Ahead of her role as Lucia in Donizetti’s Lucia di Lammermoor for Victorian Opera (April 12-21 at Her Majesty’s Theatre), Jessica Pratt talked to Joseph Newsome of Voix des Arts about the influences on her career, and the path it has taken her so far …
Born in England, Pratt relocated to Australia in her teens but now makes her home in Italy. It seems only natural that an artist with an insatiable thirst for knowledge of her chosen profession should reside upon the land from which the first founts of operatic creativity sprung, but Pratt is delightfully clear-sighted about the benefits of her intercontinental upbringing. “As a singer growing up in Australia, Joan Sutherland and Nellie Melba were and are great examples whom I find extremely inspiring”, she says with obvious affection and respect for her forebears.
In opera, there’s nothing like a Dame from Down Under, but this sophisticated soprano’s musical perspective is unusually global. “I also adore listening to recordings of Sills, Cuberli, Studer, Devia, Scotto, Olivero, Anderson, Moffo, Caballé, and Callas, among others,” she confides. “I also find Fritz Wunderlich to be a very healthy singer to listen to. I think [that], as time goes on, I have started to realize that the wonderful sounds these singers produce are done with their minds and without forcing.”
An equilibrium of mental acuity and physical exertion is critical to vocal well-being, especially among singers at the starts of their careers, Pratt advocates. “As young singers, we always try to make something happen physically: however, the more that you step out of the way and just let your body do what is essentially a natural thing, the better the quality of sound. Less is more.”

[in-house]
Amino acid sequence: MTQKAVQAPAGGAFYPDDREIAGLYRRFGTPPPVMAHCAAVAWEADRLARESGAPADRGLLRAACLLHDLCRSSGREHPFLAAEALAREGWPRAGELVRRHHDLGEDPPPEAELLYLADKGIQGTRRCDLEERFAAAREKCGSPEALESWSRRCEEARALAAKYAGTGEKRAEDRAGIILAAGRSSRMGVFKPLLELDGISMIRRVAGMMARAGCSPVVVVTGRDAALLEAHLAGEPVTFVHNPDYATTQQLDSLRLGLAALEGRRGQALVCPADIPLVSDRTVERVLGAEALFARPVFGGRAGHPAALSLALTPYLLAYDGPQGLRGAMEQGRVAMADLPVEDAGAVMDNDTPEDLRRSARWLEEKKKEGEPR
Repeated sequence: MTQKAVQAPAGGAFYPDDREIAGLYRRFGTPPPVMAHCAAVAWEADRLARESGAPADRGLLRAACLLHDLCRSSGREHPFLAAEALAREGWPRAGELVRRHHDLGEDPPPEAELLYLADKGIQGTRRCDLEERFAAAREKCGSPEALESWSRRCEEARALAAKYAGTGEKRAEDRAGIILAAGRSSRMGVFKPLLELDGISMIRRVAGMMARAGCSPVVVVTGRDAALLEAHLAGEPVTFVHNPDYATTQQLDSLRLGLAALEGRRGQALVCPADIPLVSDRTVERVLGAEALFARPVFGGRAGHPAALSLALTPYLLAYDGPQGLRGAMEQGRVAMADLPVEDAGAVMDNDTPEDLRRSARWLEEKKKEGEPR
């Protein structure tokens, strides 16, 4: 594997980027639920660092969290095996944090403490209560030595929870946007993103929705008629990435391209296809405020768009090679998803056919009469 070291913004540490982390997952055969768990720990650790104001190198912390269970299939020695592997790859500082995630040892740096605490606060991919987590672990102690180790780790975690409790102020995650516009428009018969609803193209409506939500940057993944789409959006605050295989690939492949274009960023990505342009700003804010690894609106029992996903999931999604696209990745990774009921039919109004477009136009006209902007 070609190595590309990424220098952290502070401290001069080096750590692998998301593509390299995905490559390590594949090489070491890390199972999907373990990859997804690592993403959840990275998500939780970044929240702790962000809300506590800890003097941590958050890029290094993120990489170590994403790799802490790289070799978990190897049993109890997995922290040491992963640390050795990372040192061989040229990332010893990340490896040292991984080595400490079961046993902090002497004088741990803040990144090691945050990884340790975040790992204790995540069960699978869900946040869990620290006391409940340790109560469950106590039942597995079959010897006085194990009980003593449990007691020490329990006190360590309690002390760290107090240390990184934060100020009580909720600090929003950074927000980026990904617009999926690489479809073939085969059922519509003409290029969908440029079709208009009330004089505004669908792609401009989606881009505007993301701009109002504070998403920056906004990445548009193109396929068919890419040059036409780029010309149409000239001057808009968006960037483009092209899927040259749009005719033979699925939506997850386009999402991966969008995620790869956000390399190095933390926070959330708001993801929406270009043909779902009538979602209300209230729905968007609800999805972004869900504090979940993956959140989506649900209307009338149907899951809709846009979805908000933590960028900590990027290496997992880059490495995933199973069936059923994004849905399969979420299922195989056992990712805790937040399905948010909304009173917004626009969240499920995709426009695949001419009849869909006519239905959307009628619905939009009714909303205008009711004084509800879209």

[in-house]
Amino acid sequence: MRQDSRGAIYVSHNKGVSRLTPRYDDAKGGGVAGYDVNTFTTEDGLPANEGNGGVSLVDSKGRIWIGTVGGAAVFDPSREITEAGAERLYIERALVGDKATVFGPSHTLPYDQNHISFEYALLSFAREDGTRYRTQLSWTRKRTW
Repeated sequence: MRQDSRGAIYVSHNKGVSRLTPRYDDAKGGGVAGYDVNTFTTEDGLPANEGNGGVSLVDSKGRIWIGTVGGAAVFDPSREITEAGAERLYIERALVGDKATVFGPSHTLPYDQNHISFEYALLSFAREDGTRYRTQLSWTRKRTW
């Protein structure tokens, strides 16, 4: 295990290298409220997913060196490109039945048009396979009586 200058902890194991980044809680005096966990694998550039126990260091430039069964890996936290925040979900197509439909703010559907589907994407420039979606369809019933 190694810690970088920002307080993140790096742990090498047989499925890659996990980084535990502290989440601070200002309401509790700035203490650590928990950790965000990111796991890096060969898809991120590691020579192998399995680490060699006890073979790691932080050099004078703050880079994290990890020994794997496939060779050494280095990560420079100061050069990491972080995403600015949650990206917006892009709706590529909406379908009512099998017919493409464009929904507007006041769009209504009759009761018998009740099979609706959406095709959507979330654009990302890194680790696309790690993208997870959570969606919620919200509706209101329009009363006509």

This is wisdom with which one of her Australian idols concurred. “Nellie Melba writes at the beginning of her treatise on singing, The Melba Method: ‘It is easy to sing well, and very difficult to sing badly! How many students are really prepared to accept that statement? Few, if any. They smile, and say, It may be easy for you, but not for me. And they seem to think that there the matter ends.
‘But if they only knew it, on their understanding and acceptance of that axiom depends half their success. Let me say the same in other words: In order to sing well, it is necessary to sing easily.’ That phrase struck me as a young singer, and only after years of study and performance experience am I actually, really understanding it”, says Pratt.
Read the full article, which was submitted to Classic Melbourne and reprinted with the permission of the author, Joseph Newsome, and Voix des Arts.
Jessica Pratt previously enjoyed a triumph at La Scala as Lucia, as Deborah Humble reported for Classic Melbourne.
The picture of Jessica Pratt in the title rôle of Lucia di Lammermoor at Teatro di San Carlo, Napoli. Photo by Luciano Romani, © by Teatro di San Carlo